In what is a win for both customers and the environment, Volvo Penta has hit a milestone with 30,000 Inboard Performance System (IPS) installations across marine sectors. Certainly, the IPS units deliver a unique user experience. It offers up to 30% reduced fuel consumption and 30% less CO2 emissions compared to traditional inboard shafts. Environmental care has been a core value at Volvo Penta since 1972, and the company continues striving for high energy efficiency and reduced emissions across its product range.

VOLVO PENTA IPS

Volvo Penta IPS first launched for the marine sector in 2005. The system’s design has forward-facing, twin counter-rotating propellers that sit below the hull for significant “grip” of the water. Individually steerable IPS drives are linked to the onboard Joystick Docking function. The joystick makes docking – considered one of the most stressful aspects of boating – easier. Volvo Penta IPS includes a range of benefits that vary depending on the type of installation. When compared to traditional inboard shaft installations, Volvo Penta IPS provides:

  • 40% longer cruising range
  • 20% higher top speed
  • Up to 30% reduced fuel consumption
  • Up to 30% less CO2 emissions
  • 50% lower perceived noise
  • More onboard space

The company committed to the World Wildlife Fund for Nature’s Climate Savers program in 2014. With 30,000 IPS units installed, and all with a decrease of up to 30% in fuel consumption and a typical reduction of 15-20% – sometimes up to 30% – of CO2, the company is proud of its environmental innovation.

“Finding ways to reduce fuel consumption and emissions has been an objective of ours for many years and is as a priority across our product range,” said Johan Inden, head of Volvo Penta’s marine segment. “We strive to continue to improve today’s innovative technology, while in parallel explore future possibilities towards significantly reduced or zero emissions.”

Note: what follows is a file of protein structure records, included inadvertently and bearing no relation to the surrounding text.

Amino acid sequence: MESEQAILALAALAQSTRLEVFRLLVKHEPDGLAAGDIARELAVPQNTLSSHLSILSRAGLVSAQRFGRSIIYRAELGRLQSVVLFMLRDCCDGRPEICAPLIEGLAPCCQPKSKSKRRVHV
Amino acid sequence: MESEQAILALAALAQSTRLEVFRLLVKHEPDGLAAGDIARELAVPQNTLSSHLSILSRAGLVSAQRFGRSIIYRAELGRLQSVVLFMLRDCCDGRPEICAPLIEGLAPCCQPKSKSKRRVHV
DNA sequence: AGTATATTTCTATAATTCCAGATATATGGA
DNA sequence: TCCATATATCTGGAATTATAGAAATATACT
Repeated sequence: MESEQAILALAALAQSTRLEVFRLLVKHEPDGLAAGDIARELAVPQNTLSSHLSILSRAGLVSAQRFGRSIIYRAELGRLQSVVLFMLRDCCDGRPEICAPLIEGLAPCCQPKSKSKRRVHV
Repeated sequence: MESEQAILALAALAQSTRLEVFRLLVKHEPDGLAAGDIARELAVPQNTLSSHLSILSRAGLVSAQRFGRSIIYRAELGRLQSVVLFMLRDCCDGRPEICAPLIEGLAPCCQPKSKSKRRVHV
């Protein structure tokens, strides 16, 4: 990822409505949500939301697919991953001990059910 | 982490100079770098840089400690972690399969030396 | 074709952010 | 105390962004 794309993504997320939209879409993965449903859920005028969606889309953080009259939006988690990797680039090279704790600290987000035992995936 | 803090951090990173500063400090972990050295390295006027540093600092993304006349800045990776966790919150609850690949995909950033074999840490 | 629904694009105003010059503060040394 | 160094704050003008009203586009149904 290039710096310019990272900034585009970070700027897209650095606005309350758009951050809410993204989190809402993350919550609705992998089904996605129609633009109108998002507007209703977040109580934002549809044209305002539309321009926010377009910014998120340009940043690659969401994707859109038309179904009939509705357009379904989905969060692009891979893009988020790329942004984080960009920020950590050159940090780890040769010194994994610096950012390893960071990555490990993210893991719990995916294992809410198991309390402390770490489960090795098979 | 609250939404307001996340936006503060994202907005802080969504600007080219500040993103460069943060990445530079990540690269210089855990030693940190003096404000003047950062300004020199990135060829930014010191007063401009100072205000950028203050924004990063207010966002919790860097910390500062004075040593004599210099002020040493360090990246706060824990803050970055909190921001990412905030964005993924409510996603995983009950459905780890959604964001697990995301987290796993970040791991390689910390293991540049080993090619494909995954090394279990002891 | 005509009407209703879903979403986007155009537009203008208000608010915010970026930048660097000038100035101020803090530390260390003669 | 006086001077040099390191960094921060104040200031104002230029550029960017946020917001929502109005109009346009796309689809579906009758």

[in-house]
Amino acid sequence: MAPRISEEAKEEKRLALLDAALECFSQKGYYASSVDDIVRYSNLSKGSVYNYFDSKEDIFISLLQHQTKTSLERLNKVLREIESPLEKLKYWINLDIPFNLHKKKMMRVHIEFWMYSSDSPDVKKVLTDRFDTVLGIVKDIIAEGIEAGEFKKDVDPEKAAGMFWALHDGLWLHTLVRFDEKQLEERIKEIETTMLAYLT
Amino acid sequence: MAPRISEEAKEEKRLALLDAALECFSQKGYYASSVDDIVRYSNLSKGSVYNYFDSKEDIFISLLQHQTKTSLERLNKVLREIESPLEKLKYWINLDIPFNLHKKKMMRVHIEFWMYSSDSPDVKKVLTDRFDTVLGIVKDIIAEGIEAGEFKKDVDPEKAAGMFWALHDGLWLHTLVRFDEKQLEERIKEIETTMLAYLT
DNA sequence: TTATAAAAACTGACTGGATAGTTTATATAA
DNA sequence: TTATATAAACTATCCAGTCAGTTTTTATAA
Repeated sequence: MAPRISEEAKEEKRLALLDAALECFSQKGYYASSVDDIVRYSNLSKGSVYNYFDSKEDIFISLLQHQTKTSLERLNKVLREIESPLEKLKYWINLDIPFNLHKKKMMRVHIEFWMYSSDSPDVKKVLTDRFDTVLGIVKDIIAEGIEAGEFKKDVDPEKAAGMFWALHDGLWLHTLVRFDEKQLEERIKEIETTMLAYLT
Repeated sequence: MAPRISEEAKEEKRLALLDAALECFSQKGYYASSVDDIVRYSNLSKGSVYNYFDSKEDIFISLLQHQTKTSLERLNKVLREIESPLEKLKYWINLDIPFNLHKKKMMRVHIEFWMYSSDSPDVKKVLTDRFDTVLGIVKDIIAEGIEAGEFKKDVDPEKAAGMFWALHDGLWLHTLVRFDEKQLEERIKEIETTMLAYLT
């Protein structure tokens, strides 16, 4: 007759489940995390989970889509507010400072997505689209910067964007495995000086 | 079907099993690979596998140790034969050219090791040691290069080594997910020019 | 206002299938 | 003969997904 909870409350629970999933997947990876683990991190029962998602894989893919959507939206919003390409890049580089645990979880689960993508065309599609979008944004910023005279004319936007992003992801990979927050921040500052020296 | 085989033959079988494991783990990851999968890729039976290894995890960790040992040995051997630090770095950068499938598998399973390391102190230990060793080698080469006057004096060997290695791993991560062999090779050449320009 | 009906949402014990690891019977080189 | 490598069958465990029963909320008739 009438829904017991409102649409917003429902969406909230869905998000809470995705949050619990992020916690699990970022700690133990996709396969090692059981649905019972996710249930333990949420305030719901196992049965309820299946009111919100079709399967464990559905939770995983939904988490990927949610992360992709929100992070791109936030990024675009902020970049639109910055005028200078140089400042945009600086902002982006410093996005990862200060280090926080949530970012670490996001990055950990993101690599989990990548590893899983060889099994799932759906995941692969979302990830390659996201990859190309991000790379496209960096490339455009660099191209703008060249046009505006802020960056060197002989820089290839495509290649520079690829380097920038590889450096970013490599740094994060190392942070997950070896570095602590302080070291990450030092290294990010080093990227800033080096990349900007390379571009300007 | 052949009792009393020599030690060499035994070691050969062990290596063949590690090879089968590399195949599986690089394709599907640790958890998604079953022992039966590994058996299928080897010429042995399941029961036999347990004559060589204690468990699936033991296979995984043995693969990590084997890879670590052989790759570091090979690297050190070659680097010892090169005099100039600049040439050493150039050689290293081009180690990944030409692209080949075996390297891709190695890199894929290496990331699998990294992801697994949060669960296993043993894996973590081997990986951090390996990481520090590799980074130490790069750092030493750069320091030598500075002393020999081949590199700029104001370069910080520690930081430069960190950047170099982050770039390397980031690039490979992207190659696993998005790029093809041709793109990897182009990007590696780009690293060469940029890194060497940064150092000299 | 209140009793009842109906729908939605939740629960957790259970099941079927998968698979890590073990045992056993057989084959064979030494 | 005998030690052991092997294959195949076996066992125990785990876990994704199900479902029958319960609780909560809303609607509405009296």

IPS SUCCESSES

Volvo Penta has seen previous environmental success within the marine industry. Eight Njord Offshore vessels, powered by Volvo Penta IPS, saved on average a total of 20% in fuel and 8,375 tons of CO2, over 250,000 hours of operation. The Amer 84 superyacht, meanwhile, saw a 45% reduction in fuel consumption during a 100-mile journey through the Mediterranean compared to similarly sized yachts fitted with traditional inboard shaft installation. This remarkable result was due to the craft’s lightweight design and the fitment of efficient and compact Volvo Penta IPS which, together, slashed the weight of the yacht by 20 tonnes – the weight of four elephants. Volvo Penta has additionally begun incorporating a circular economy approach to manufacturing. The company gives new life to IPS drivelines through remanufacturing processes.

“Our Volvo Penta IPS range already offers a reduced impact on the environment, through its increased fuel efficiency and reduced emissions,” said Inden. “Selecting a remanufactured IPS unit only enhances the sustainability of the full lifecycle of the boat, including maintenance and repair.”

VOLVO PENTA GOING FORWARD

The company, however, is not yet finished. Volvo Penta’s Environmental Director, Cecilia Gunnarsson, knows more can still be done.

“As we celebrate this milestone, we also remind ourselves that supporting our environment is a continuous commitment,” said Gunnarsson. “This is why we have worked to make our systems compatible with renewable fuels such as HVO. Additionally, we have our IMO III package for IPS, for the marine sector, which meets the strictest global emission standards.”

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